Any breed of dog can be affected by these medical behaviors. The most common causes for younger dogs include infections, the existence of a cleft palate, or bronchial infections. Another primary cause is the involuntary movement of the hairlike cilia that line the respiratory tract and act to remove foreign matter from the air before it reaches the lungs. This involuntary movement of the hair is medically termed ciliary dyskinesis. The most common causes for older dogs include nasal tumors and dental diseases. Other causes can be mucus irritation, nasal passage obstruction, inflammation, excess nasal discharge or secretion, pneumonia, chronic vomiting, and gastrointestinal disease. Under vaccinated or unvaccinated dogs are at a higher risk of developing infections, which may lead to consistent sneezing. Chronic dental disease can lead to both chronic sneezing and reverse sneezing. Mites found in the nasal openings can also be a cause for any of these physical reflexes.

 The first method of diagnosis is to distinguish between sneezing and reverse sneezing in the dog. Next, if the condition is serious, more in depth testing may be performed to see if there is a more serious underlying medical condition.


Wednesday, March 18, 2015

The Peninsula Humane Society and SPCA in Burlingame, CA - Giving Free DNA Tests Under the Slogan "Who's Your Daddy?"

Burlingame, CA - A quarter of the dogs taken in by one California animal shelter look like Chihuahuas. So how do you make a pet stand out when it's similar to so many other dogs at the shelter? Check the DNA.

The Peninsula Humane Society and SPCA in Burlingame, a 30-minute drive south of San Francisco, began free DNA tests under the slogan "Who's Your Daddy?" Scott Delucchi, the shelter's senior vice president, came up with the idea to speed up adoptions of Chihuahua-centric dogs.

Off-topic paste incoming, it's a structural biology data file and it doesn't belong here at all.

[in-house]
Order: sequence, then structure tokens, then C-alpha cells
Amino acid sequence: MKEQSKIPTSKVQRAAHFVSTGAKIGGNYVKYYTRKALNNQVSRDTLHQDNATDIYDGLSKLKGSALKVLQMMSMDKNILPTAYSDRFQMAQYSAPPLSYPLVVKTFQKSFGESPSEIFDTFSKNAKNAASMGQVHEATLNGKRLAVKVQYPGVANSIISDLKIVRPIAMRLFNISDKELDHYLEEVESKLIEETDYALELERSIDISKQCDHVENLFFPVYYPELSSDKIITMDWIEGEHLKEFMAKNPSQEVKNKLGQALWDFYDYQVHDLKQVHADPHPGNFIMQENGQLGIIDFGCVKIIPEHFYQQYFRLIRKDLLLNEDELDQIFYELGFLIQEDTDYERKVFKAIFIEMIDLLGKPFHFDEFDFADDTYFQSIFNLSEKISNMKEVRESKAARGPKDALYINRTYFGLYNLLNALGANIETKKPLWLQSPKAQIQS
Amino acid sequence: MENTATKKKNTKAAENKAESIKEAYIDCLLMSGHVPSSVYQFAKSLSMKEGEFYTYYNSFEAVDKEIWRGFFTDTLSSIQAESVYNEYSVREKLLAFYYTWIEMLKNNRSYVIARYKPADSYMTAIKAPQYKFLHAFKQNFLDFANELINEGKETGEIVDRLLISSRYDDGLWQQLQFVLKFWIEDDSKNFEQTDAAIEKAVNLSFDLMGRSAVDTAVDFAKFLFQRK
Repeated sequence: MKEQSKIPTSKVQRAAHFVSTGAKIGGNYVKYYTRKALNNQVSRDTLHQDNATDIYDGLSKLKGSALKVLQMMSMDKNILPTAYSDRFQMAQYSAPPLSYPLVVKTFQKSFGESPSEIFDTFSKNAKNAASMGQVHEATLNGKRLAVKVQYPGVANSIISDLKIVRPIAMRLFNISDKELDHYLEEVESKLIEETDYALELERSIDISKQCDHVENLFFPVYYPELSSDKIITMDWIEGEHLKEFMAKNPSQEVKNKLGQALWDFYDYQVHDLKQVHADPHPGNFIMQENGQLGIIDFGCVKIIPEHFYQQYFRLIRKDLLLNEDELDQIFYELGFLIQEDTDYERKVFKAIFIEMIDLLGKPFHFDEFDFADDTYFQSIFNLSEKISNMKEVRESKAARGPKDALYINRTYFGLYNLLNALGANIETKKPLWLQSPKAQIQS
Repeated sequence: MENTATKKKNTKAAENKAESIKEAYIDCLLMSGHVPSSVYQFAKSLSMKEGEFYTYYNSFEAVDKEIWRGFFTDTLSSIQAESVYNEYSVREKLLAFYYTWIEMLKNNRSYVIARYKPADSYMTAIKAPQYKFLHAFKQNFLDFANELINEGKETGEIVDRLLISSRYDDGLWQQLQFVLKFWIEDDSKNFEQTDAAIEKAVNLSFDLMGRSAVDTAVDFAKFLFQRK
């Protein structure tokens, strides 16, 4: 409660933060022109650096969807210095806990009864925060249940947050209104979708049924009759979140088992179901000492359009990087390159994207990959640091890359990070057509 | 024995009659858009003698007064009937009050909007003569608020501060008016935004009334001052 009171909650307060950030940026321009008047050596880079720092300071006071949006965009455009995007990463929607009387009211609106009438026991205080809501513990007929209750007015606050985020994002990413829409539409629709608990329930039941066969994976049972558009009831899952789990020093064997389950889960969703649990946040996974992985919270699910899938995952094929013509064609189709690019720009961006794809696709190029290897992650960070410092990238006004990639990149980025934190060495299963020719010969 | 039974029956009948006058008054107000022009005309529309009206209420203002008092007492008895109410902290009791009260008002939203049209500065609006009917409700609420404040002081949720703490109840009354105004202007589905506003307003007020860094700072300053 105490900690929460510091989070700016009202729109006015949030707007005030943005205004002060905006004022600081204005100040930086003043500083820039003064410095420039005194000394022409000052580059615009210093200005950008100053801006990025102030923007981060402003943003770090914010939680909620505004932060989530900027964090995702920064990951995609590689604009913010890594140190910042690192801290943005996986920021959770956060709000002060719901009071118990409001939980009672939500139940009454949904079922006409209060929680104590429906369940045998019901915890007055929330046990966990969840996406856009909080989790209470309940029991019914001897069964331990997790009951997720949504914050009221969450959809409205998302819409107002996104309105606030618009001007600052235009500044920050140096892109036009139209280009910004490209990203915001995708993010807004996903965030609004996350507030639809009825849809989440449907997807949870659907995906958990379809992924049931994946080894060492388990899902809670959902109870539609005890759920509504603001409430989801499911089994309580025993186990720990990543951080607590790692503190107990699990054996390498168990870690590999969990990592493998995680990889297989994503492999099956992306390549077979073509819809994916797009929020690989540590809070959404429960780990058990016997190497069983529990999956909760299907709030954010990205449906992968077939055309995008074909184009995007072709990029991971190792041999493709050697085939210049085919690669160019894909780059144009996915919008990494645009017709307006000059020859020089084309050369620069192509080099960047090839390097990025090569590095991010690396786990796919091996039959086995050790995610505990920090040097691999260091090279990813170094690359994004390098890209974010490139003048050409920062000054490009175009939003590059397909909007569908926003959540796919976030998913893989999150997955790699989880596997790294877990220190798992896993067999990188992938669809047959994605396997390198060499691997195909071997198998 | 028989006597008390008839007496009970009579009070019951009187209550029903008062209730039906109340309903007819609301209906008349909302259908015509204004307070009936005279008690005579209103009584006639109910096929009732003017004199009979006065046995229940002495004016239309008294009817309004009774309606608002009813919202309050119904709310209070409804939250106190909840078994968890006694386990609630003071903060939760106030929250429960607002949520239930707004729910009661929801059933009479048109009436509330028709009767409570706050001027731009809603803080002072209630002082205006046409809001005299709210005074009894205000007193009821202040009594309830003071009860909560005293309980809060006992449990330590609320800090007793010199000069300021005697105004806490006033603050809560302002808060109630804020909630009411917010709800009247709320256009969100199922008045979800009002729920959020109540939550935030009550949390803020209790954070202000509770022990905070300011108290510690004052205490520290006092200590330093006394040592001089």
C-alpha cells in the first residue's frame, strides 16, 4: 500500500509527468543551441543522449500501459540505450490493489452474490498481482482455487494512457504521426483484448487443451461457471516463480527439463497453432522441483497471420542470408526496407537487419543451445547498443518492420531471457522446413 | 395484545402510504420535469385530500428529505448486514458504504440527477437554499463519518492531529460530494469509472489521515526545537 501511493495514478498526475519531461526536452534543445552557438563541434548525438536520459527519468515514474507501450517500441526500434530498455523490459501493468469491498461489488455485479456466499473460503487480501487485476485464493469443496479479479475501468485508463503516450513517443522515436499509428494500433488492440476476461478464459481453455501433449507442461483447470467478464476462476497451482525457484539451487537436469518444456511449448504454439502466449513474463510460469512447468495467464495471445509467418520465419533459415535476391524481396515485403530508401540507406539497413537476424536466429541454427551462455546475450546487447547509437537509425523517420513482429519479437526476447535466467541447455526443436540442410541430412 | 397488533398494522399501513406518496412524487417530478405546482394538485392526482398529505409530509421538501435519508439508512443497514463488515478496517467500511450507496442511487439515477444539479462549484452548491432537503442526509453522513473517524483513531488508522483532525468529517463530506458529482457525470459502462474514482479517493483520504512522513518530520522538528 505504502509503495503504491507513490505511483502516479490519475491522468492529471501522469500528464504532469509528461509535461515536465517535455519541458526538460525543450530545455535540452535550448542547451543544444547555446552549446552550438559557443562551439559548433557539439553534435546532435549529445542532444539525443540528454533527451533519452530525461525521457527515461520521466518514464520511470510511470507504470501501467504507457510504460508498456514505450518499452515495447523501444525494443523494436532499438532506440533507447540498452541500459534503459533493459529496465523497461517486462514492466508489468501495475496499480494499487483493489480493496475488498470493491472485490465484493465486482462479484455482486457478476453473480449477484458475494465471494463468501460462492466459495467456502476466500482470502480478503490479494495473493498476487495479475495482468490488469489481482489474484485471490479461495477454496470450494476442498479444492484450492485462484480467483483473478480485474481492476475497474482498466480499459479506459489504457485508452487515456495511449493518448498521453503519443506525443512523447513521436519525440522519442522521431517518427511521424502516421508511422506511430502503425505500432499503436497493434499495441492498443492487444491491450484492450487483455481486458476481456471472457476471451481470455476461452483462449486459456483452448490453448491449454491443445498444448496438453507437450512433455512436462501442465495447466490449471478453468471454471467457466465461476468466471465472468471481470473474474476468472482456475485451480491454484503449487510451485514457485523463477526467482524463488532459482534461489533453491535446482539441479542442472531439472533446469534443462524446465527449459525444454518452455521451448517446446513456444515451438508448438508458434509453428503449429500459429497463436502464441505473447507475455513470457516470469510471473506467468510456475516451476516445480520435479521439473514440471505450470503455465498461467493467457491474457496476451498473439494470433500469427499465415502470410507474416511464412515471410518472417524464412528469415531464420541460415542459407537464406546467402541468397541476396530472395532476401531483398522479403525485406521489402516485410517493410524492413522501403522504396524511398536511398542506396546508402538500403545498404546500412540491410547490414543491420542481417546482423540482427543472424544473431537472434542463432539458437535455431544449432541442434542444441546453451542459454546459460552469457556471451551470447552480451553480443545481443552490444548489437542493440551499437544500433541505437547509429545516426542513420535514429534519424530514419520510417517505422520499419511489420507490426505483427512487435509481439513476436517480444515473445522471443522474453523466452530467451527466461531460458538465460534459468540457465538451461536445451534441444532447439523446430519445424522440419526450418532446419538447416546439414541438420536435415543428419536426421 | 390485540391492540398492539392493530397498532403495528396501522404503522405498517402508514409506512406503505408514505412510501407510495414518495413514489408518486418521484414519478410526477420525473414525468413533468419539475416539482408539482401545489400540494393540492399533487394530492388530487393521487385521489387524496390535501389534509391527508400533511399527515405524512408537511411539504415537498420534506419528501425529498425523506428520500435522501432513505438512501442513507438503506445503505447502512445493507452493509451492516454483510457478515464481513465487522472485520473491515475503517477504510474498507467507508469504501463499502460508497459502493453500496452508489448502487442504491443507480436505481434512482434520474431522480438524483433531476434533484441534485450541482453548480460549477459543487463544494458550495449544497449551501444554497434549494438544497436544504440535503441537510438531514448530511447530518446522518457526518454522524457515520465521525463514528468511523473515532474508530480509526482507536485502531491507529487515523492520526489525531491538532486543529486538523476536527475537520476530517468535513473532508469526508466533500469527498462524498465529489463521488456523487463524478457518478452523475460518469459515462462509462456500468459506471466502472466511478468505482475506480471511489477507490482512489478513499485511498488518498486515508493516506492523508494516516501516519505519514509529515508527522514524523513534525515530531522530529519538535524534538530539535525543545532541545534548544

Because pets become part of the family, the $50 tests allow owners to find out the background of their pooches and certain traits they could exhibit. The tests also allow the shelter to get creative by coming up with clever breed names that can boost adoption odds.

For example, the Chihuahua-Australian shepherd-Jack Russell terrier-collie became a "Kiwi collier"; a Yorkshire terrier and beagle mix became a "Yorkle"; and a golden retriever-miniature pinscher-Chihuahua was proclaimed a "golden Chinscher."

In February, the shelter tested 12 lookalike dogs. One of the results was inconclusive, but 11 showed mutt combinations that the facility had never seen before. The tested dogs were all placed within two weeks — twice as fast as any 11 untested small, brown dogs in the previous months.

Twelve more dogs were tested, and once the last few in that group are placed, 24 more dogs will find out their breed backgrounds, Delucchi said.

In the two batches of tests, only 10 of 23 dogs had no Chihuahua in them. Chihuahuas took over from the glut of pit bull mixes that dominated the shelter until five or six years ago, Delucchi said.

There are a lot of reasons Chihuahuas became so popular, he said, citing Hollywood stars toting them in purses and the "Beverly Hills Chihuahua" movies.

Seeing one of the tiny dogs at the shelter changed Lynn Mazzola's mind about what kind of pet she wanted.

Mazzola of San Carlos, California, wanted a big dog, but 2-year-old, 6-pound Lily stole her heart. DNA results showed her that her new dog was part miniature pinscher, part Yorkie terrier and part Chihuahua, which the shelter dubbed a "Chorkie."

Knowing Lily's DNA gives you clues to her behavior, Mazzola said. For example, "it explains why she goes after birds and mice and she's not nervous like a Chihuahua," she said.

Mazzola's husband was about to undergo surgery and she wanted the dog to keep him company while he recovered.

After his operation, "he walked in the door, she ran up to him and hasn't been out of his lap since," Mazzola said of the dog that had been at the shelter for seven months.

The adoption promotion helped Lily, but it's going to take more than a gimmick to reduce the "alarming" number of Chihuahua mixes coming in, Delucchi said.